Efficient extraction of atomization processes from high-fidelity simulations
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Understanding the process of primary and secondary atomization in liquid jets is crucial in describing spray distribution and droplet geometry for industrial applications and is essential in the development of physics-based low-fidelity atomization models that can quickly predict these sprays. Significant advances in numerical modeling and computational resources allow research groups to conduct detailed numerical simulations and accurately predict the physics of atomization. These simulations can produce hundreds of terabytes of data. The substantial size of these data sets limits researchers’ ability to analyze them. Consequently, the process of a coherent liquid core breaking into droplets has not been analyzed in simulation results even though a complete description of the jet dynamics exists. The present work applies a droplet physics extraction technique to high-fidelity simulations to track breakup events as they occur and extract data associated with the local flow. The data on the atomization process are stored in a Neo4j graphical database providing an easily accessible format. Results provide a robust, quantitative description of the process of atomization and the details on the local flow field will be useful in the development of low-fidelity atomization models.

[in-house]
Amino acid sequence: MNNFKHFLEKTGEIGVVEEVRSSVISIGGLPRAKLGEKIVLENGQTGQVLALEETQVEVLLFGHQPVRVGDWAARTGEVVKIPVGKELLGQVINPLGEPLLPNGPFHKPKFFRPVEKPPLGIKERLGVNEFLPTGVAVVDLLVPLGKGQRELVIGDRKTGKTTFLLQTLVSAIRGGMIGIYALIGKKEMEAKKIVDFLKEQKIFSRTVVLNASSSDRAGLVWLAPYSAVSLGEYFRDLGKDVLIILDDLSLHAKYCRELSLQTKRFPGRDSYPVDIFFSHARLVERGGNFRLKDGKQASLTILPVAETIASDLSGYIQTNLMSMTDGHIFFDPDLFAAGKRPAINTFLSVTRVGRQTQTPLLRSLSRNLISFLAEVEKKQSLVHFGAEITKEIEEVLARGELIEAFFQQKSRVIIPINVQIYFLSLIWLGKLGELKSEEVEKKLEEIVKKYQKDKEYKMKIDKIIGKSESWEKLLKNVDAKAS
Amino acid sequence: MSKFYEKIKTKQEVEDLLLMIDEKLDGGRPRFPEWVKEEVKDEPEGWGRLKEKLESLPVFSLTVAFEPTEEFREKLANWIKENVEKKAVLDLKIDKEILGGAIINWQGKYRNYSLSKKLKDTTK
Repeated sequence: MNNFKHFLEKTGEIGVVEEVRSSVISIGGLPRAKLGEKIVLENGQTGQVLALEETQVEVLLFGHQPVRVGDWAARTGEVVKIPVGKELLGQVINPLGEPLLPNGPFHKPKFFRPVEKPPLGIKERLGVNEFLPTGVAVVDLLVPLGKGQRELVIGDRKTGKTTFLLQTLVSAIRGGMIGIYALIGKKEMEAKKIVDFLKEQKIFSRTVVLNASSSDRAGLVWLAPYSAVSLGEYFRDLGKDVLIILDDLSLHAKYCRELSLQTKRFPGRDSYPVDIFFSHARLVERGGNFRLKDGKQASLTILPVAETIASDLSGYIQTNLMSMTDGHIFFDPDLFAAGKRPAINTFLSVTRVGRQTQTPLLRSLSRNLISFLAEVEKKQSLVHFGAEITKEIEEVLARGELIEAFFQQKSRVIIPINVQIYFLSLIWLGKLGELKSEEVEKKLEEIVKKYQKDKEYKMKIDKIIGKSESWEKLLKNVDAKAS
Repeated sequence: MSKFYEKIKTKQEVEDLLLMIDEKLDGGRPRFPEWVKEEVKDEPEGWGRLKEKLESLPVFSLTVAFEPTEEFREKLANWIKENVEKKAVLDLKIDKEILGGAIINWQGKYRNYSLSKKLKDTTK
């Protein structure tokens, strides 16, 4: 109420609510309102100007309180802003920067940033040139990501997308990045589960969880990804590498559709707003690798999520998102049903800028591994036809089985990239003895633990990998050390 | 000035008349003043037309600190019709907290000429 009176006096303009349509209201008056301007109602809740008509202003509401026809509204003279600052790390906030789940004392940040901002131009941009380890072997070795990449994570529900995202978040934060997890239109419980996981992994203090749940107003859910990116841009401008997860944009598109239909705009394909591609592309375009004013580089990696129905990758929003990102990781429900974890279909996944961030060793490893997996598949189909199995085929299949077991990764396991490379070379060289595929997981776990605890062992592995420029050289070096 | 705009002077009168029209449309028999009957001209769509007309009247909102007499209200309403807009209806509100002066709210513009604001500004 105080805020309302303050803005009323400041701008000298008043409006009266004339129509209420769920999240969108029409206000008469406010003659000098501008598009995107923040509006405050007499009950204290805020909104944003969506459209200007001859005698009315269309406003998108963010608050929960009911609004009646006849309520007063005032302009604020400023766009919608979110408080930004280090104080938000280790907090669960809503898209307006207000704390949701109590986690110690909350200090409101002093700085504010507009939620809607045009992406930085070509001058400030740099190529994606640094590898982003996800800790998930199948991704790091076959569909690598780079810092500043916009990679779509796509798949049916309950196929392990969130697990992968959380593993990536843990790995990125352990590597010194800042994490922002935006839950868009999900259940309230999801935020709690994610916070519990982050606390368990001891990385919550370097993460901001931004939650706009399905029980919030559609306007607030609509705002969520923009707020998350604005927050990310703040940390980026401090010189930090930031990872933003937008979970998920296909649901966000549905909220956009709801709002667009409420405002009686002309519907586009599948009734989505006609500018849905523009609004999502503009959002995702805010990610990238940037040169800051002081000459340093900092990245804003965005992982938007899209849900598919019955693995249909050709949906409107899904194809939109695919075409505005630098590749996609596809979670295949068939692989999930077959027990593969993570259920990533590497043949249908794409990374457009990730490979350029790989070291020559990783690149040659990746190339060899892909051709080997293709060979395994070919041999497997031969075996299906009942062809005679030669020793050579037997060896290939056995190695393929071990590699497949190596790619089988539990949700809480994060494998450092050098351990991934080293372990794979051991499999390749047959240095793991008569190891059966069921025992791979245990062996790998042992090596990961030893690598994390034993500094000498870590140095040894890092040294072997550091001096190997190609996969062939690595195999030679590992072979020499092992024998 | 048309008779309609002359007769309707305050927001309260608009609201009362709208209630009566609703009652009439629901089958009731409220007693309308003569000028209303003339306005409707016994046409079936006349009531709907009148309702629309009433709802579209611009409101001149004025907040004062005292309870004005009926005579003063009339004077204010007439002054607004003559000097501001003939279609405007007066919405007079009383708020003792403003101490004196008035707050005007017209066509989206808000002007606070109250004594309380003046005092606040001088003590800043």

© This manuscript version is made available under the CC-BY-NC-ND 4.0 license https://creativecommons.org/licenses/by-nc-nd/4.0/
Christensen, B., & Owkes, M. (2023). Efficient extraction of atomization processes from high-fidelity simulations. Computers & Fluids, 105808.